director James Gunn and written by his brothers Brian and Mark—executes it fairly well, feeding on parental fears about the unpredictability of child-rearing but leaving some potentially fruitful layers of horror untouched. In 2006, Kansas farm couple Kyle (David Denman) and Tori (Elizabeth Banks) adopted an alien baby whose space capsule landed near their home, hiding the vessel under a trapdoor in the barn; now, at the onset of puberty, young Brandon (Jackson A. Dunn) starts to show his superpowers and his true nature. Directed by Gunn family pal David Yarovesky, the film is deliberately gory in a few places, low-grade suspenseful throughout, with committed performances by the three principals; Dunn's ice-cold Brandon is especially impressive. It does the trick, but there's so much more they could have done with this scenario, and the whole thing feels like it's setting up a more disturbing sequel—a sequel I will definitely watch. Opens May 24 at theaters valleywide.
(R)—Eric D. Snider
Tell me this doesn’t sound like a familiar set-up for a farce: Mumbai tourist photographer Rafi (Nawazuddin Siddiqui), in order to placate the insistence of his grandmother (Farrukh Jaffar) that he should get married, persuades shy young accounting student Miloni (Sonya Malhotra) to pose as his fiancée. But writer/director Ritesh Batra takes a considerably more low-key approach to the time-worn “people who are faking being in love actually fall in love” premise (Can’t Buy Me Love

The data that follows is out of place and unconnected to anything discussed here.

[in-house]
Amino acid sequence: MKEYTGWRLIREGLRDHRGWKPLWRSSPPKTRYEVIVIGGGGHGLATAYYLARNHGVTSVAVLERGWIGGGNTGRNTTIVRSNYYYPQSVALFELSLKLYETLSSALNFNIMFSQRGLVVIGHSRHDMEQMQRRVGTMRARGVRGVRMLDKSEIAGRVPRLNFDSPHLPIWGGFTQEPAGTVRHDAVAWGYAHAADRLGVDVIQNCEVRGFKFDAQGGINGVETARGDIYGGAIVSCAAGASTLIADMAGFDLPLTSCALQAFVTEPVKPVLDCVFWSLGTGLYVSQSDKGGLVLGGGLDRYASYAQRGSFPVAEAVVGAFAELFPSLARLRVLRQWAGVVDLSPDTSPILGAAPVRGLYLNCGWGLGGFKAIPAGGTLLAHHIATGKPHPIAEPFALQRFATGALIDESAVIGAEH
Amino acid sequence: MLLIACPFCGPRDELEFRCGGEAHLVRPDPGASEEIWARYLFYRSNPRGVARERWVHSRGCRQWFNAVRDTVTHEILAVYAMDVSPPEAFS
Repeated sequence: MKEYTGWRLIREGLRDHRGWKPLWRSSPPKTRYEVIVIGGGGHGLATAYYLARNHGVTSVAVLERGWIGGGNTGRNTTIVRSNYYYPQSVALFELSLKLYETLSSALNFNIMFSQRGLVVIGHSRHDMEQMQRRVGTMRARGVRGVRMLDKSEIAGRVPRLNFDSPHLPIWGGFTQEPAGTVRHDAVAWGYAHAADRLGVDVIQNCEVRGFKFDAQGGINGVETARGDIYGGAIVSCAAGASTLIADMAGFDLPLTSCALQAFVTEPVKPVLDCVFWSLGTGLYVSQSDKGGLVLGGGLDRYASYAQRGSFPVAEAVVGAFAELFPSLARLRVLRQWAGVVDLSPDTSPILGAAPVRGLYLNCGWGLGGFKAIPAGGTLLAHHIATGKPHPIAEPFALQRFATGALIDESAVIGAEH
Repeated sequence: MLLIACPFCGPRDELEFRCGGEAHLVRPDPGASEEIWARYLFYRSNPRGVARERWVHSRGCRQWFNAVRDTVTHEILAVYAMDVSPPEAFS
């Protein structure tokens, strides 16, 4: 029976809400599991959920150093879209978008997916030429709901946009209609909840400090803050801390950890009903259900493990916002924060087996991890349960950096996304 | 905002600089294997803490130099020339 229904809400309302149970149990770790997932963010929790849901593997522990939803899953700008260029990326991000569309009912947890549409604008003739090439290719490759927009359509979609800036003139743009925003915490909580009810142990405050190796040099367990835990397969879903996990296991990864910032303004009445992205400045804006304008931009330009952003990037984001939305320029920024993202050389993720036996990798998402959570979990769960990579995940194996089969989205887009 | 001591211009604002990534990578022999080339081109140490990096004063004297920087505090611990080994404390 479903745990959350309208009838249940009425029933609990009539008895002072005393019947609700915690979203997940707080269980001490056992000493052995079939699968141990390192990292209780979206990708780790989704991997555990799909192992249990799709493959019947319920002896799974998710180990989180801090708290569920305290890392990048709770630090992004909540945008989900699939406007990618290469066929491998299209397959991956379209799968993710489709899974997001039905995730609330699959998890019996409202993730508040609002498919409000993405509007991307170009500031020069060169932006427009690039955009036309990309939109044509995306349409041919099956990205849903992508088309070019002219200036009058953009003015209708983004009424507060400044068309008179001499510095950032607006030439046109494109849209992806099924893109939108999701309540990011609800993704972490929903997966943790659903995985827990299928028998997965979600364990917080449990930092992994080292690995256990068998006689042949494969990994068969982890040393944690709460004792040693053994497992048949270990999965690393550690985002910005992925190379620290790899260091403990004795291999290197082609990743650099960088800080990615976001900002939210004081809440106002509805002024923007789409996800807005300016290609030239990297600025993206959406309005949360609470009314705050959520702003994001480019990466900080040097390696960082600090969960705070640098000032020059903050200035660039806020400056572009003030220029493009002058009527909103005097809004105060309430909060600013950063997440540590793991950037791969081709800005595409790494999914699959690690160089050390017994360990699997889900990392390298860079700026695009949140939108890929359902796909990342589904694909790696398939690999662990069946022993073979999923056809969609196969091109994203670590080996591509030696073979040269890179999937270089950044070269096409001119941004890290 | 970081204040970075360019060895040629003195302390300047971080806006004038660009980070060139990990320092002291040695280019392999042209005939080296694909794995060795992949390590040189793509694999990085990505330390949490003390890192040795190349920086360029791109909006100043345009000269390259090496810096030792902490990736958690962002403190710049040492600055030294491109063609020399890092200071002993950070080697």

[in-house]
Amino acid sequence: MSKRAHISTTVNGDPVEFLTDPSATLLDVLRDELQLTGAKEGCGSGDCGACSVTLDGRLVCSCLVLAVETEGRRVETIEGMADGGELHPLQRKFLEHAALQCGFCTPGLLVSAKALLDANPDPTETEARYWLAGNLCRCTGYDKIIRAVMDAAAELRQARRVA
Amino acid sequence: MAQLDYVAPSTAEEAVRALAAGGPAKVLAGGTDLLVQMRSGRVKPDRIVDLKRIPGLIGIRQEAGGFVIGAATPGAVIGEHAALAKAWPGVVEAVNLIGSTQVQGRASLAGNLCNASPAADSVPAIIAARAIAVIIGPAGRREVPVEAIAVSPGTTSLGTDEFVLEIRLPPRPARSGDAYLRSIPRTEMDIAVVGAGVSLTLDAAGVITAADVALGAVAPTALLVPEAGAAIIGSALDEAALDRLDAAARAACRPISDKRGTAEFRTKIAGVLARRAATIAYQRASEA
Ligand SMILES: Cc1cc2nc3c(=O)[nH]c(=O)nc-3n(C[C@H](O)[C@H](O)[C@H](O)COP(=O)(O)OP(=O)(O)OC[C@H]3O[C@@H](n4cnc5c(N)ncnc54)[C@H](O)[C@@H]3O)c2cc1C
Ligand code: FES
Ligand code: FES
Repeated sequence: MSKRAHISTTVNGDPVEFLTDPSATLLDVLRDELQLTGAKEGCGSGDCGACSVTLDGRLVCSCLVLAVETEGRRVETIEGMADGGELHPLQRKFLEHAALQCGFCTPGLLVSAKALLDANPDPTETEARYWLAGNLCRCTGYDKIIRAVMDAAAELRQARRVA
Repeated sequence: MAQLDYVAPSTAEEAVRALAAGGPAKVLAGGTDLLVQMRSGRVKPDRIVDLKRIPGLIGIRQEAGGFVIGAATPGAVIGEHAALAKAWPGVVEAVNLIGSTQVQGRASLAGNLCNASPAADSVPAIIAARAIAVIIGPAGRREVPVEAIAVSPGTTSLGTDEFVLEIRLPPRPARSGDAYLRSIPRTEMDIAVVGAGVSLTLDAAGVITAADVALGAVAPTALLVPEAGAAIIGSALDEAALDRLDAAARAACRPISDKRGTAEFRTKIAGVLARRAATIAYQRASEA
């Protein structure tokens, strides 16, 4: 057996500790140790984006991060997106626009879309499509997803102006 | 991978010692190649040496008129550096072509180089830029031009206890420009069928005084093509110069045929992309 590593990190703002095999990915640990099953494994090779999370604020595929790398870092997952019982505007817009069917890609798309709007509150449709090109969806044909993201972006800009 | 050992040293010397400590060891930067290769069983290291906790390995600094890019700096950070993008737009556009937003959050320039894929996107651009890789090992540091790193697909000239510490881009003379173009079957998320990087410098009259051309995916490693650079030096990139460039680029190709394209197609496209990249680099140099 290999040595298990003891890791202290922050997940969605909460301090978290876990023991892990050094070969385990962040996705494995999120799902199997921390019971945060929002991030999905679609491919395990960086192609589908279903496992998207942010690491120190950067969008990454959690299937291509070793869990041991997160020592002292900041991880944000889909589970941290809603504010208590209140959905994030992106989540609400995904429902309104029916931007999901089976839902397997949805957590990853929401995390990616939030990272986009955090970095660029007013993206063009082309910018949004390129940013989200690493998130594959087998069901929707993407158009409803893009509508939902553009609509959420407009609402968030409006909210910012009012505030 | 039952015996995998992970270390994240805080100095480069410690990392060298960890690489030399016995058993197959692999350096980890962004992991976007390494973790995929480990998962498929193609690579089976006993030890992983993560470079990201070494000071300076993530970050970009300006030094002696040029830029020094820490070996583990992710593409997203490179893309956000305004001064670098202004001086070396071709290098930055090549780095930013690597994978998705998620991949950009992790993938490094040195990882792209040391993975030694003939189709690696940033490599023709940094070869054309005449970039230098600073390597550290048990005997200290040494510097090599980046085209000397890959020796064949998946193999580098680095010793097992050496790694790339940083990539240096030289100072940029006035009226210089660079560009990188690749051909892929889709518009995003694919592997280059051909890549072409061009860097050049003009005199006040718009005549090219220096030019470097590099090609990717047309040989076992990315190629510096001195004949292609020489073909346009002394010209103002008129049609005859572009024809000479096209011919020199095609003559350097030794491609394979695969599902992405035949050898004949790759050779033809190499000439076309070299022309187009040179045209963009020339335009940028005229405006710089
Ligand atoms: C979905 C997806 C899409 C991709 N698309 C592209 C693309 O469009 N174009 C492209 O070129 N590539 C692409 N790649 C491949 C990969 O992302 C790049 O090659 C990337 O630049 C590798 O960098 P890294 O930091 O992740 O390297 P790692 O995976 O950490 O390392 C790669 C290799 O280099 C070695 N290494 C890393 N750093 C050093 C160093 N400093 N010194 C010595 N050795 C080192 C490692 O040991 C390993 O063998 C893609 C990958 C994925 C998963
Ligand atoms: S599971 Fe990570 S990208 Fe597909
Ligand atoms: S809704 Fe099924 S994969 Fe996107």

, Green Card
, To All the Boys I’ve Loved Before
, etc.), resulting in a gently thoughtful character study. Batra doesn’t hammer on the cultural particularities of this variation—religious differences, familial expectations—instead allowing for an observation of how Rafi and Miloni’s feigned relationship allows them an oasis of genuineness from the frustrations of their daily lives; Miloni in particular gets to do some of the acting that is her real calling. The narrative is almost too restrained, and could certainly frustrate viewers expecting a conventional payoff to the long buildup. The simple pleasures come from suggesting that two people finding something real together isn’t just a laughing matter. Opens May 24 at Broadway Centre Cinemas.
The White Crow **
In Paris ca. 1961, while on tour with the Kirov Ballet, Soviet dancer Rudolf Nureyev defected to the West. This elegant but dull endeavor—the third film from director Ralph Fiennes (he also appears briefly)—wants to be all about what led to this signal moment of the Cold War, except it’s not terribly enlightening. The film springs to passionate life in its last few minutes, in the tense defection sequence; the gripping jockeying of KGB agents and French police at Paris’s Le Bourget airport is worthy of a spy thriller. Mostly, though, the anemic script sees Nureyev (Oleg Ivenko) wandering prettily around Paris, eating at cafés, befriending the locals—primarily socialite Clara Saint (Adèle Exarchopoulos)—and generally being a generic arrogant jerk the likes of which we’re used to seeing male artists depicted as. If you don’t already know much about Nureyev, you’ll learn little here. There’s barely even any dancing, which is ... bizarre, given the film’s insistence that that’s all Nureyev is interested in, never mind his reputation as one of the greatest dancers ever. This is a film so subtle it’s downright diffuse. Opens May 24 at Broadway Centre Cinemas.